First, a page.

Why do they use angled sides anyway. There is plenty of room to stick a normal rectangular warning label on there. My guess is they do it for (1) esthetics, (2) to make it harder to read, or (3) to make it less visible. Boat builder’s don’t like to warn about the dangers of their boats or the hazards of boating in general, but they do want to legally cover their butt in case something goes wrong.
Lets give Nautique the benefit of the doubt and say they chose the non-rectangular warning for esthetics.
I created a more traditional rectangular warning using the same text for comparison.
Even the rectangular version is hard to read because it has so much text and no graphics.
As to the intent of the warning, they are telling you it is dangerous to be at the stern of the boat (including the swim platform, transom seating, and sundeck area) unless the boat is at rest and the engine is off.
They could put large stickers in the bottom of the seats like the forklift traffic warning below.Emedco sells their forklift traffic warning in sizes up to two feet in diameter.
We saw the aft facing seat warning below at the 2013 Tulsa Boat Show. Changing its message panel text to mixed upper and lower case would make it easier to read. Combining it with some attributes of the Forklift warning above (including a graphic) might generate a large warning that could be placed in the seats.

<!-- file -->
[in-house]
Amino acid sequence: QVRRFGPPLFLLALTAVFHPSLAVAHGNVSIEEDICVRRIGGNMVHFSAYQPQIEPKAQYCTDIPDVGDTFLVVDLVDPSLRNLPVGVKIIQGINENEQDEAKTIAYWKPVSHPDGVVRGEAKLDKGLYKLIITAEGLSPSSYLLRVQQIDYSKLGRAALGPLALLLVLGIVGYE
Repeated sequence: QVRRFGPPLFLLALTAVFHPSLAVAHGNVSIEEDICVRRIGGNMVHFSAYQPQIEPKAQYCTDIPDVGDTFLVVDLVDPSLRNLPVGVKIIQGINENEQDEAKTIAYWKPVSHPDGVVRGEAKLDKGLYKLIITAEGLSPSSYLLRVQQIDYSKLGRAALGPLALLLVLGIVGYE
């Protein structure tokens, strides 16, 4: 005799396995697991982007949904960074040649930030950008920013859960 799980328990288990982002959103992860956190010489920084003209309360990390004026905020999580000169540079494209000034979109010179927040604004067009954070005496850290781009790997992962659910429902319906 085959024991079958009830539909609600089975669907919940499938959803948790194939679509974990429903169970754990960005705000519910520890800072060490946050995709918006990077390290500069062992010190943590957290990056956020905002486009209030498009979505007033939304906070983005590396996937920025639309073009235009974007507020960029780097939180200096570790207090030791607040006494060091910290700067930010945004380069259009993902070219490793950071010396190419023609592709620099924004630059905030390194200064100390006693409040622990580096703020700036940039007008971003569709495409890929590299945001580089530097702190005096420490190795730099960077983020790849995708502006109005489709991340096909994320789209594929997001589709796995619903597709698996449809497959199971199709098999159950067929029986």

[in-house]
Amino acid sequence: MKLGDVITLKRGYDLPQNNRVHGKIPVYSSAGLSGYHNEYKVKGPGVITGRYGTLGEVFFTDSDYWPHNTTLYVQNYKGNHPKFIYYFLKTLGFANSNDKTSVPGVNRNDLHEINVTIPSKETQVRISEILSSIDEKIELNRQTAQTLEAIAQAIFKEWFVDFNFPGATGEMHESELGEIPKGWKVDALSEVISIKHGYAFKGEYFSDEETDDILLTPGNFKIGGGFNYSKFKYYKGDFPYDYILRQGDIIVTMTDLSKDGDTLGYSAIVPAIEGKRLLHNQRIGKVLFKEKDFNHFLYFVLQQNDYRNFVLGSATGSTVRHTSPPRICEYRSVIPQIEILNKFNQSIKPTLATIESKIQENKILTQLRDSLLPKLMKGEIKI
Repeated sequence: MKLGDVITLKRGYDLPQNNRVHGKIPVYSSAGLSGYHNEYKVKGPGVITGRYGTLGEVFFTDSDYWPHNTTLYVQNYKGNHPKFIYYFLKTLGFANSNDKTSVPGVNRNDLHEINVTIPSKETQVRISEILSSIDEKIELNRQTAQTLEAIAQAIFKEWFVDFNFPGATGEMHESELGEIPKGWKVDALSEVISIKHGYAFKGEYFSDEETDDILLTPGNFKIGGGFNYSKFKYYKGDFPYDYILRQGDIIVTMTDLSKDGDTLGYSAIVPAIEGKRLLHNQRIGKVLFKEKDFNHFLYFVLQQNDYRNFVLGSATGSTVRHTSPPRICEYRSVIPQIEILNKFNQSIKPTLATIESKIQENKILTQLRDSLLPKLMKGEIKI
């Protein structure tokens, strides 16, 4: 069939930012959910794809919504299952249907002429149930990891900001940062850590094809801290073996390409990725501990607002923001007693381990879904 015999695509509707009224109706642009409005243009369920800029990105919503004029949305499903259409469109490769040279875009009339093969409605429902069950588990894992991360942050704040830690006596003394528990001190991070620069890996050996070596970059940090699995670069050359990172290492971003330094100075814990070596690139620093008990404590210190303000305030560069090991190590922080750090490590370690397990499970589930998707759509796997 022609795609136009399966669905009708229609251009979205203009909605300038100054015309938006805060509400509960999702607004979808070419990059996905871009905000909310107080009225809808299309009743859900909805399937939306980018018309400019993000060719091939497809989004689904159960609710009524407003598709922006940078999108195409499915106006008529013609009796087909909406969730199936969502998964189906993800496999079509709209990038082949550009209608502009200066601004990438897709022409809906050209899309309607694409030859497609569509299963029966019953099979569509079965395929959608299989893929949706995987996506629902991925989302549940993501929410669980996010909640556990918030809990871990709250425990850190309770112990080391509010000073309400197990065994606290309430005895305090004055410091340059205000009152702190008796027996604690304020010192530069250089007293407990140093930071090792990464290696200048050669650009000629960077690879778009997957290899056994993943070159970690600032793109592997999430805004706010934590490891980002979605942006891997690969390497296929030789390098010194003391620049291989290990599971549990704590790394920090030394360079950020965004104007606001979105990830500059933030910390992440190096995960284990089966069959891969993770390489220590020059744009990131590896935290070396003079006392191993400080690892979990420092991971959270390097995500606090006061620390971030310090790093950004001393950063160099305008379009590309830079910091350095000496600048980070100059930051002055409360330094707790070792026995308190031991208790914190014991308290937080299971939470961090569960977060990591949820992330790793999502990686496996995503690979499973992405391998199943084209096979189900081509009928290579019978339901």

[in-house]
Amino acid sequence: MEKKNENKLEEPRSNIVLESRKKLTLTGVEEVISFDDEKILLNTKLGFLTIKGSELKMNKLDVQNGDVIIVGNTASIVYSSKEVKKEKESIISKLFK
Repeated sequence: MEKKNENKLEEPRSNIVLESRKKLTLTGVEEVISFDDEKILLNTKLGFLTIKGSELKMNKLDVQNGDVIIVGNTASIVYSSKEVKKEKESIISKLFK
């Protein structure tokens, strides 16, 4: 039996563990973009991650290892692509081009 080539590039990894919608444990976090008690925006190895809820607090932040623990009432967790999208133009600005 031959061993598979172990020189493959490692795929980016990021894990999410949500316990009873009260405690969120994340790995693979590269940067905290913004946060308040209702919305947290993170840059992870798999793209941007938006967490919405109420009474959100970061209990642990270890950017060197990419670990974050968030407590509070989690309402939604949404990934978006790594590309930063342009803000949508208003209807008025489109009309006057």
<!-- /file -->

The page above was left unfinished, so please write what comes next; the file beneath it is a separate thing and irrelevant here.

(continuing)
They could rewrite, reshape, include a pictograph, and re-position a more effective version of their existing warning.
Alternative #5Just offhand, we like the idea of sticking yellow/black stripe warning tape to the top of the backs of the seats and continuing the tape line across the floor. A warning to not occupy the boat behind the tape when the engine is running could be imprinted in the tape at desired locations. The image below shows a traditional yellow/black roll of safety tape available from Staples. The tape or whatever similar product was selected for that message would need to remain stuck on, colorfast, and readable in the marine environment.
The safety tape line approach would likely be more effective with at least one other warning explaining the hazards and risks in greater detail in a readable position on the vessel.
Do something like Brunswick’s Moving Propeller Alert (blinking rotating LED lights indicate the engine is running). This could be a nice touch on wake board boats where sound systems often drown out engine noise. The rotating LEDs would warn everybody to stay free of the aft facing seats, swim platform, sundeck, and transom area. It would likely require more than one set of lights to do that.
A word about Nautique – my comments only address this warning label. Nautique obviously makes high quality, innovative, great looking ski and wakeboard boats. We wish them the best and laud their continued innovation.
If you agree or disagree with my review of this warning, or have other alternative to suggest, we welcome your comments below. Please be polite.